All investments involve an element of risk. The risk component is ostensibly behind the volatility in Zimbabwe’s currency markets.
Among the panel discussions at the Financial Markets Indaba — a forum to promote understanding investments opportunities in the southern African country — which was recently held in London was the topic “Zimbabwe – how are we pricing risk”?
It was interesting to notice the varying views towards that risk.
What would you say is the most important risk in Zimbabwe?
Is it policy consistency; currency; corruption; red tape; labour skill; or is it price?
How we define and measure risk determines our investment decision making.
But herd mentality, fear and greed are all too powerful forces that often determine how we think about risk.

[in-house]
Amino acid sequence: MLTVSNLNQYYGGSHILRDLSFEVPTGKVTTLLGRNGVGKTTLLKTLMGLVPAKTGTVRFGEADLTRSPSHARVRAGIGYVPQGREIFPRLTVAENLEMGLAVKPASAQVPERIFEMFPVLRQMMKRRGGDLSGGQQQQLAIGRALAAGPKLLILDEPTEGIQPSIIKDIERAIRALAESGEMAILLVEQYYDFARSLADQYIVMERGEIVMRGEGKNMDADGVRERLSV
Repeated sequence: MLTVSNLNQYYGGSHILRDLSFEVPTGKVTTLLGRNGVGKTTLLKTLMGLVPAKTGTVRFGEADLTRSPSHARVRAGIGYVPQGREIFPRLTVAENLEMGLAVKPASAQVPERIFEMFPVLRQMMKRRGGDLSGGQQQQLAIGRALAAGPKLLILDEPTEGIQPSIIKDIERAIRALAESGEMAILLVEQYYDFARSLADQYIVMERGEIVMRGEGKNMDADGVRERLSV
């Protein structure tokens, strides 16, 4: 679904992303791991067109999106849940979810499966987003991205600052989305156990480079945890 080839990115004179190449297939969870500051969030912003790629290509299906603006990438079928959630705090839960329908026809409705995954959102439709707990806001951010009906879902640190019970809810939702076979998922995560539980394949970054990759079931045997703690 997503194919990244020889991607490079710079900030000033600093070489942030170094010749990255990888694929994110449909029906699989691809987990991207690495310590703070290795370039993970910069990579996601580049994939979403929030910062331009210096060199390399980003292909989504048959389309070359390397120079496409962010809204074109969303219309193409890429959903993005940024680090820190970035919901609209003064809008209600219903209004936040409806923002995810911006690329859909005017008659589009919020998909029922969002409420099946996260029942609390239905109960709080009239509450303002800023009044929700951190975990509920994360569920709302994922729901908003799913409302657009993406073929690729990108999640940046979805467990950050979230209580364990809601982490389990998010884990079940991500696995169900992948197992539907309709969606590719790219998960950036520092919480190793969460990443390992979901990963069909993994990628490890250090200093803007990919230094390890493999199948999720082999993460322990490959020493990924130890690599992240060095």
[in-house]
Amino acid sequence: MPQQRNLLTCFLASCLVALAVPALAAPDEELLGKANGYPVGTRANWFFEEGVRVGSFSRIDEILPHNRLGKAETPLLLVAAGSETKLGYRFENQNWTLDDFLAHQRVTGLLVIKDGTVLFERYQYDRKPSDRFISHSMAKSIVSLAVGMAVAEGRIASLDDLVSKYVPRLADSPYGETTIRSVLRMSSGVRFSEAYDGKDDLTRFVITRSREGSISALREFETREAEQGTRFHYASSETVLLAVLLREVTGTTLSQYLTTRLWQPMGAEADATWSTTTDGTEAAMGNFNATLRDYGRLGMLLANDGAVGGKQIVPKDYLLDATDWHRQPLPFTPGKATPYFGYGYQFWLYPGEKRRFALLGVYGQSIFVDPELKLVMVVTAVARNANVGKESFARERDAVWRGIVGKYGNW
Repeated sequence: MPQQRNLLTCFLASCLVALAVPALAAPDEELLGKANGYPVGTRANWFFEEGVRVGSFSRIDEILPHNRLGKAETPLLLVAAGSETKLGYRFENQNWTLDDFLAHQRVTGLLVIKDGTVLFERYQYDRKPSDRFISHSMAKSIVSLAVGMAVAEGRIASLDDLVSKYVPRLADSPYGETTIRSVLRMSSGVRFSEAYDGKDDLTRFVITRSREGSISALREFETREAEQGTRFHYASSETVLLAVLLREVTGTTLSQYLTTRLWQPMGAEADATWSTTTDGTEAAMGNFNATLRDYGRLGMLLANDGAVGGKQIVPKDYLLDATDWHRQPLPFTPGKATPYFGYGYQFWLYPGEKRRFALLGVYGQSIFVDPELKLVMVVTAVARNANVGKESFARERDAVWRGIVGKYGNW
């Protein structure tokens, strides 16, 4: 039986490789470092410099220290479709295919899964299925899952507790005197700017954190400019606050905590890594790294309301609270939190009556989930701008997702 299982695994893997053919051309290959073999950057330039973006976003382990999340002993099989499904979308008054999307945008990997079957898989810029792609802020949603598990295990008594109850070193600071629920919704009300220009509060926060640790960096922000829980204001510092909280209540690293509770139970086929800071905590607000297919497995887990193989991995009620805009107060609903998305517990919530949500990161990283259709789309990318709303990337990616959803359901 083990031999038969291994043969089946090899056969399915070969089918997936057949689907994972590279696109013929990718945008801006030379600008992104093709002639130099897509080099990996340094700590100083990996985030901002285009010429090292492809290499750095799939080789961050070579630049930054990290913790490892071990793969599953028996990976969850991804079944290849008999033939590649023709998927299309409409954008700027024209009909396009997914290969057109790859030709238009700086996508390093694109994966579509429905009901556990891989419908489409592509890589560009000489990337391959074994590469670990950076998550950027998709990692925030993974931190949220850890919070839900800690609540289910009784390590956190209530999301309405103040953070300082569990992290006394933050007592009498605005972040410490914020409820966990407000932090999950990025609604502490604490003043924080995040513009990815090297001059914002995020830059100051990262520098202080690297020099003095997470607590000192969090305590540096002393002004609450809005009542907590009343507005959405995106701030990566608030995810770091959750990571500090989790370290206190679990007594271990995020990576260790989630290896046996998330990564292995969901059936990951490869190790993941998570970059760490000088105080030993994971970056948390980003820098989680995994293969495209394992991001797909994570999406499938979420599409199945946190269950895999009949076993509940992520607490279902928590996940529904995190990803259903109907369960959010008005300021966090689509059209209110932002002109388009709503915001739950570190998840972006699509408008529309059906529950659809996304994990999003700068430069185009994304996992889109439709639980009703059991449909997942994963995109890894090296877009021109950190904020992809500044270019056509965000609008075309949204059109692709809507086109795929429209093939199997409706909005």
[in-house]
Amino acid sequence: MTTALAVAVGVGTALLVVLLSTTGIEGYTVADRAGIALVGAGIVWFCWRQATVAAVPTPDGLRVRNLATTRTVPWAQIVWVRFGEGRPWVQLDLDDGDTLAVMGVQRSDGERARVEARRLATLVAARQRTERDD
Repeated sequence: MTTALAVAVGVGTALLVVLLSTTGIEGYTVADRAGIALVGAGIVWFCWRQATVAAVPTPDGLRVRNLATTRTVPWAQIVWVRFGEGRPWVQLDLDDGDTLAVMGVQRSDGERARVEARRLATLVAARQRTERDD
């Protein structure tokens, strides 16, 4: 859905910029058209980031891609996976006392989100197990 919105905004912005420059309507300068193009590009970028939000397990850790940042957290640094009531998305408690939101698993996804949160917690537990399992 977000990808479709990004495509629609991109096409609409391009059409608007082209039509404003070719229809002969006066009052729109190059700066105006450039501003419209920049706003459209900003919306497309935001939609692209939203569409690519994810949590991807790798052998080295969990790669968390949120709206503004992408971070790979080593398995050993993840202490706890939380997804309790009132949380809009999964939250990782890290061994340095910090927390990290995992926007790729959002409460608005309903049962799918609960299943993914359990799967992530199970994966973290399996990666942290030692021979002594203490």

The examples below help to probe this assertion.
Risk definition and pricing does drive investment decision making-whether right or wrong.
For example, at 380 points, ZSE has more than doubled year to date.
That presents a 50% price risk if you, like me, believe that the market was fully priced beginning of the year.
Money pouring into equities is leaving RTGS currency making the case that investors are attaching a devaluation risk of >50% on RTGS.
Implicitly, we can argue that at the suggested current discounts of 35-45% to the dollar, investors buying into the ZSE believe RTGS will experience a further 50% devaluation.
Another place where risk pricing is strange is in equities.
Beginning of the year SeedCo share price was 98 cents and today it hovers at around 250 cents – a 150% rise.
Continued next page